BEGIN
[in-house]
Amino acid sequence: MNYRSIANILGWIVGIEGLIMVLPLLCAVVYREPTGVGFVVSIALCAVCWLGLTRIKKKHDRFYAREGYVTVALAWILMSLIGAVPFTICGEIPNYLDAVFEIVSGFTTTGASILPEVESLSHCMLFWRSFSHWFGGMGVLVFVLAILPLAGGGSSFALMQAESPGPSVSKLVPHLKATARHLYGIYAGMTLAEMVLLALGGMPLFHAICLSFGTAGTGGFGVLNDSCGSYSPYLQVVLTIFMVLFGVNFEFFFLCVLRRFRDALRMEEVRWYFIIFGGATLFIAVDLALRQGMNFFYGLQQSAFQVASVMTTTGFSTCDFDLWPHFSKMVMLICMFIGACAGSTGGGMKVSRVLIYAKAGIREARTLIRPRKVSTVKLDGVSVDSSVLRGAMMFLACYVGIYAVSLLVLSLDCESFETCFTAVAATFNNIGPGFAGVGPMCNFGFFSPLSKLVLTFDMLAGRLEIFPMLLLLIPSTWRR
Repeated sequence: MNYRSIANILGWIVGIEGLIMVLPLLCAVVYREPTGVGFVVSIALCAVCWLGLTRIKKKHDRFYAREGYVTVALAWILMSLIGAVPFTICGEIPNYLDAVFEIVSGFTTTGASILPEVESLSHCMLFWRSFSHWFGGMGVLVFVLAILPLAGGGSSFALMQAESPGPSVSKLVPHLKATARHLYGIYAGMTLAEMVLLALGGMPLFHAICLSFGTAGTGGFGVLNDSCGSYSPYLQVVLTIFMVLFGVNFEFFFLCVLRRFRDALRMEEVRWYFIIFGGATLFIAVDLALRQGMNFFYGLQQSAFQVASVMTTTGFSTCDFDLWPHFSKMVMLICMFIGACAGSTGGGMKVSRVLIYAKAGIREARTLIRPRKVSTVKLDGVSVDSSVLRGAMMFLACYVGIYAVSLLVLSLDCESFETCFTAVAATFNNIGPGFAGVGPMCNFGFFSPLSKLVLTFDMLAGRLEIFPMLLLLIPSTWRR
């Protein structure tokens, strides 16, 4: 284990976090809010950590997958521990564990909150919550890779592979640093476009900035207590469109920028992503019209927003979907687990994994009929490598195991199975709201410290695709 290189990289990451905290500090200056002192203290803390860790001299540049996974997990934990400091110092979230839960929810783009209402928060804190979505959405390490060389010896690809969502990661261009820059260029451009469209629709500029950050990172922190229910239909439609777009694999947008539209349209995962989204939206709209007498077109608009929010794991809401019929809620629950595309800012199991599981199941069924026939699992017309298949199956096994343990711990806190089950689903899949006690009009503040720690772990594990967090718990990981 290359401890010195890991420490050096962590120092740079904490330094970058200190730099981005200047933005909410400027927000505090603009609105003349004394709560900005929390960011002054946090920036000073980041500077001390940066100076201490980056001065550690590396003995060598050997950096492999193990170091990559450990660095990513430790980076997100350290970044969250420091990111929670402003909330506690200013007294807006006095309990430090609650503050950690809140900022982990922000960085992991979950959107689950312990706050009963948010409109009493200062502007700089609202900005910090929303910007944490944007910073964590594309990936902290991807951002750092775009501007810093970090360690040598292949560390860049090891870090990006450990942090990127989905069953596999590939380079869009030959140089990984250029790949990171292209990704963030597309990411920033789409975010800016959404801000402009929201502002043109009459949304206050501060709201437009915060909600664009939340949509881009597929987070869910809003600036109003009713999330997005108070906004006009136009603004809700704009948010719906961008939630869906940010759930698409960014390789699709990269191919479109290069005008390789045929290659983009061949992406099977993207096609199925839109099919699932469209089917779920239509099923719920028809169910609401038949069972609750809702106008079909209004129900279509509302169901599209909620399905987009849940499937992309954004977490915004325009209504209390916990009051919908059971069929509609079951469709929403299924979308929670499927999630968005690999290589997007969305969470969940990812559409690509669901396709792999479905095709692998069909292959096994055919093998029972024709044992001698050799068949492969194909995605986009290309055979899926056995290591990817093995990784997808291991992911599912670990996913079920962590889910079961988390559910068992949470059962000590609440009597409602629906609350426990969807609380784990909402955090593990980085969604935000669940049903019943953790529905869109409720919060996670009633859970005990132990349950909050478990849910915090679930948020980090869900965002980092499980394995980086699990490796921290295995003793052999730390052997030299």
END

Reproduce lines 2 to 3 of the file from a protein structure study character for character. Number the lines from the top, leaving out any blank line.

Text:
Amino acid sequence: MNYRSIANILGWIVGIEGLIMVLPLLCAVVYREPTGVGFVVSIALCAVCWLGLTRIKKKHDRFYAREGYVTVALAWILMSLIGAVPFTICGEIPNYLDAVFEIVSGFTTTGASILPEVESLSHCMLFWRSFSHWFGGMGVLVFVLAILPLAGGGSSFALMQAESPGPSVSKLVPHLKATARHLYGIYAGMTLAEMVLLALGGMPLFHAICLSFGTAGTGGFGVLNDSCGSYSPYLQVVLTIFMVLFGVNFEFFFLCVLRRFRDALRMEEVRWYFIIFGGATLFIAVDLALRQGMNFFYGLQQSAFQVASVMTTTGFSTCDFDLWPHFSKMVMLICMFIGACAGSTGGGMKVSRVLIYAKAGIREARTLIRPRKVSTVKLDGVSVDSSVLRGAMMFLACYVGIYAVSLLVLSLDCESFETCFTAVAATFNNIGPGFAGVGPMCNFGFFSPLSKLVLTFDMLAGRLEIFPMLLLLIPSTWRR
Repeated sequence: MNYRSIANILGWIVGIEGLIMVLPLLCAVVYREPTGVGFVVSIALCAVCWLGLTRIKKKHDRFYAREGYVTVALAWILMSLIGAVPFTICGEIPNYLDAVFEIVSGFTTTGASILPEVESLSHCMLFWRSFSHWFGGMGVLVFVLAILPLAGGGSSFALMQAESPGPSVSKLVPHLKATARHLYGIYAGMTLAEMVLLALGGMPLFHAICLSFGTAGTGGFGVLNDSCGSYSPYLQVVLTIFMVLFGVNFEFFFLCVLRRFRDALRMEEVRWYFIIFGGATLFIAVDLALRQGMNFFYGLQQSAFQVASVMTTTGFSTCDFDLWPHFSKMVMLICMFIGACAGSTGGGMKVSRVLIYAKAGIREARTLIRPRKVSTVKLDGVSVDSSVLRGAMMFLACYVGIYAVSLLVLSLDCESFETCFTAVAATFNNIGPGFAGVGPMCNFGFFSPLSKLVLTFDMLAGRLEIFPMLLLLIPSTWRR